9. Sommaruga S. Mesonephric carcinogenesis in VHL disease. 11th International VHL/Medical Research Symposium, Madrid; 2014. Available from: https://www.vhl.org/wp-content/uploads/2015/11/Madrid-Presentation-Summaries.pdf

10. Frew IJ, Moch H. A clearer view of the molecular complexity of clear cell renal cell carcinoma. Annu Rev Pathol Mech Dis. 2015;10:263–289. 10.1146/annurev-pathol-012414-040306

11. Dickenmann M, Oettl T, Mihatsch MJ. Osmotic nephrosis acute kidney injury with accumulation of proximal tubular lysosomes due to administration of exogenous solutes. Am J Kidney Dis. 2008;51(3):491–503. 10.1053/j.ajkd.2007.10.044

12. Zhou C, Vink R, Byard RW. Hyperosmolarity induces Armanni-Ebstein-like renal tubular epithelial swelling and cytoplasmic vacuolization. J Forensic Sci. 2017;62(1):229–232. 10.1111/1556-4029.13235

13. Meehan S. Osmotic tubulopathy. In: Colvin R, Chang A, editors. Diagnostic pathology: kidney diseases. 3rd ed. Elsevier: Philadelphia; 2019. p. 670–673.

14. Moreau JF, Droz D, Sabto J, Jungers P, Kleinknecht D, Hinglais N, et al. Osmotic nephrosis induced by water-soluble triiodinated contrast media in man. A retrospective study of 47 cases. Radiology. 1975;115(2): 329–336. 10.1148/115.2.329

15. Ortiz-Rey JA, Fachal C, Juaneda-Magdalena L, Muñoz-Martín M, Repáraz-Andrade A, Teijeira S, et al. Clear cell clusters in the kidney: A rare finding that should not be misdiagnosed as renal cell carcinoma. Virchows Archiv, 2021;479(1): 57–67. 10.1007/s00428-021-03018-4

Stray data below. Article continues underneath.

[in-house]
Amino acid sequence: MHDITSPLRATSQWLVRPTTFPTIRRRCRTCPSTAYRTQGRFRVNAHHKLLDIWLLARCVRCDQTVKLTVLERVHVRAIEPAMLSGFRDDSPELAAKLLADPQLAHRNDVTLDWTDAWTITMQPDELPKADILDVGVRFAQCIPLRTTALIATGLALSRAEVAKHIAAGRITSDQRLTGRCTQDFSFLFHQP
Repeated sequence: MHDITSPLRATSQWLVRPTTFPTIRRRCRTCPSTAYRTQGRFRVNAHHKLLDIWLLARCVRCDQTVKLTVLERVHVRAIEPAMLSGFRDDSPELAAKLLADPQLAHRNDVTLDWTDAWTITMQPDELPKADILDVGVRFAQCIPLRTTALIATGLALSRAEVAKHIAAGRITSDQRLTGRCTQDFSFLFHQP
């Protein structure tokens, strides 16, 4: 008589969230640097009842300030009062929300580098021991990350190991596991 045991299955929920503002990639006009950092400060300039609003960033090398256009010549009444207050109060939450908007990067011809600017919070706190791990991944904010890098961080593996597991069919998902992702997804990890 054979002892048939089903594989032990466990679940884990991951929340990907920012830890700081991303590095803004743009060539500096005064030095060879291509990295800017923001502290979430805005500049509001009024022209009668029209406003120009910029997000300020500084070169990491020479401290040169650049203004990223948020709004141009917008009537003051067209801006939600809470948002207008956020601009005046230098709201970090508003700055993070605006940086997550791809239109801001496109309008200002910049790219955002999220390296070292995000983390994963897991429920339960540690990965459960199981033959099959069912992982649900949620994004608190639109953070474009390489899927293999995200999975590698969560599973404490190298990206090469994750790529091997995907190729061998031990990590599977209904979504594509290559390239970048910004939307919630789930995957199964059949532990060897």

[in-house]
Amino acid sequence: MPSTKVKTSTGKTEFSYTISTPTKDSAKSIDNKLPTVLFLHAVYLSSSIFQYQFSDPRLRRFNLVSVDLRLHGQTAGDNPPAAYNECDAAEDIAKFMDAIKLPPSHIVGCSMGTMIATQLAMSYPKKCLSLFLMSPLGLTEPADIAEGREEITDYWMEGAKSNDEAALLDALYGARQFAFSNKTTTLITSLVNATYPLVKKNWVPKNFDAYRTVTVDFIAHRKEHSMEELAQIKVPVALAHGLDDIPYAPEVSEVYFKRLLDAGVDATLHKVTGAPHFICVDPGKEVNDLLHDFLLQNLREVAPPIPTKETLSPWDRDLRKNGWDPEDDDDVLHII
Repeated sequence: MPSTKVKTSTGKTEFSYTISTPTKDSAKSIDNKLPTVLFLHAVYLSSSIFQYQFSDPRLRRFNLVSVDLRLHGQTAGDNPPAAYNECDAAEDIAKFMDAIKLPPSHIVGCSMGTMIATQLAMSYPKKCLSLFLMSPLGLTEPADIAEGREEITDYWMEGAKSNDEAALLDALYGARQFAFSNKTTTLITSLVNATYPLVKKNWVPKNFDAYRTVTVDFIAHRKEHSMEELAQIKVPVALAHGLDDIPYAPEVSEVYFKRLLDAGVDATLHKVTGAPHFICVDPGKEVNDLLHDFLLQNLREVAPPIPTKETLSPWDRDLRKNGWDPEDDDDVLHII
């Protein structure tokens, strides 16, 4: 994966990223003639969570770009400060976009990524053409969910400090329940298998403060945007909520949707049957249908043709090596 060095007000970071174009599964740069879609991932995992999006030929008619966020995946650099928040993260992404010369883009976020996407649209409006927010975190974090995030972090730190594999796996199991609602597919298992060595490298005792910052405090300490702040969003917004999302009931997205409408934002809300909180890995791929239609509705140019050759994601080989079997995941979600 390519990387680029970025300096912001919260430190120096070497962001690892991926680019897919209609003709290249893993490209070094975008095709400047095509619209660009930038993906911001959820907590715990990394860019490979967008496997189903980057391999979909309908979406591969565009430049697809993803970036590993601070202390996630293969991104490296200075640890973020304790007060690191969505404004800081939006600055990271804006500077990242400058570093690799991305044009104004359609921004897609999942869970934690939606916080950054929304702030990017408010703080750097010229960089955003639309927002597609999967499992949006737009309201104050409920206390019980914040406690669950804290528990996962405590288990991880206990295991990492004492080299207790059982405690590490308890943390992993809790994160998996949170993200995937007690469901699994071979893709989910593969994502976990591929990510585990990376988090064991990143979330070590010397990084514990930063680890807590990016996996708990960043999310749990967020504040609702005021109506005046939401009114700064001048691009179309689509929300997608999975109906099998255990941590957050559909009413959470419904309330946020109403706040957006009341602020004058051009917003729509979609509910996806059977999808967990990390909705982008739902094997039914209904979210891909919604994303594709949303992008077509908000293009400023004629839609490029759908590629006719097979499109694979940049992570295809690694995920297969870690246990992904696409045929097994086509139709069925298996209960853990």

16. Lamiell JM, Salazar FG, Hsia YE. von Hippel-Lindau disease affecting 43 members of a single kindred. Medicine (Baltimore). 1989;68(1):1–29. 10.1097/00005792-198901000-00001

17. Meister M, Choyke P, Anderson C, Patel U. Radiological evaluation, management, and surveillance of renal masses in von Hippel-Lindau disease. Clin Radiol. 2009;64(6):589–600. 10.1016/j.crad.2008.10.010

18. Van Poppel H, Nilsson S, Algaba F, Bergerheim U, Dal Cin P, Fleming S, et al. Precancerous lesions in the kidney. Scand J Urol Nephrol Suppl. 2000;(205):136–165.

19. Khani F, Robinson BD. Precursor lesions of urologic malignancies. Arch Pathol Lab Med. 2017;141(12):1615–1632. 10.5858/arpa.2016-0515-RA

20. Montani M, Heinimann K, von Teichman A, Rudolph T, Perren A, Moch H. VHL-gene deletion in single renal tubular epithelial cells: Further evidence of a cyst-dependent progression pathway of clear cell renal carcinoma in von Hippel-Lindau disease. Am J Surg Pathol. 2010;34(6):806–815. 10.1097/PAS.0b013e3181ddf54d

21. Mubarak M. Effects of von Hippel-Lindau (VHL) gene deficiency on the human kidney Quinnipiac University: Hamden, CT; 2015.

22. Shively SB, Beltaifa S, Gehrs B, Duong H, Smith J, Edwards NA, et al. Protracted haemangioblastic proliferation and differentiation in von Hippel-Lindau disease. J Pathol. 2008; 216(4):514–520. 10.1002/path.2435

23. Mitchell TJ, Turajlic S, Rowan A, Nicol D, Farmery JHR, O’Brien T, et al. Timing of the landmark events in the evolution of clear cell renal cell cancer: TRACERx renal. Cell. 173 (3):611–623. 10.1016/j.cell.2018.02.020

24. Hansson J, Hultenby K, Cramnert C, Pontén F, Jansson H, Lindgren D, et al. Evidence for a morphologically distinct and functionally robust cell type in the proximal tubules of human kidney. Hum Pathol. 2014;45(2):382–393. 10.1016/j.humpath.2013.10.003

25. Lindgren D, Bostrom A-K, Nilsson K, Hansson J, Sjölund J, Möller C, et al. Isolation and characterization of progenitor-like cells from human renal proximal tubules. Am J Pathol 2011;178(2):828–837. 10.1016/j.ajpath.2010.10.026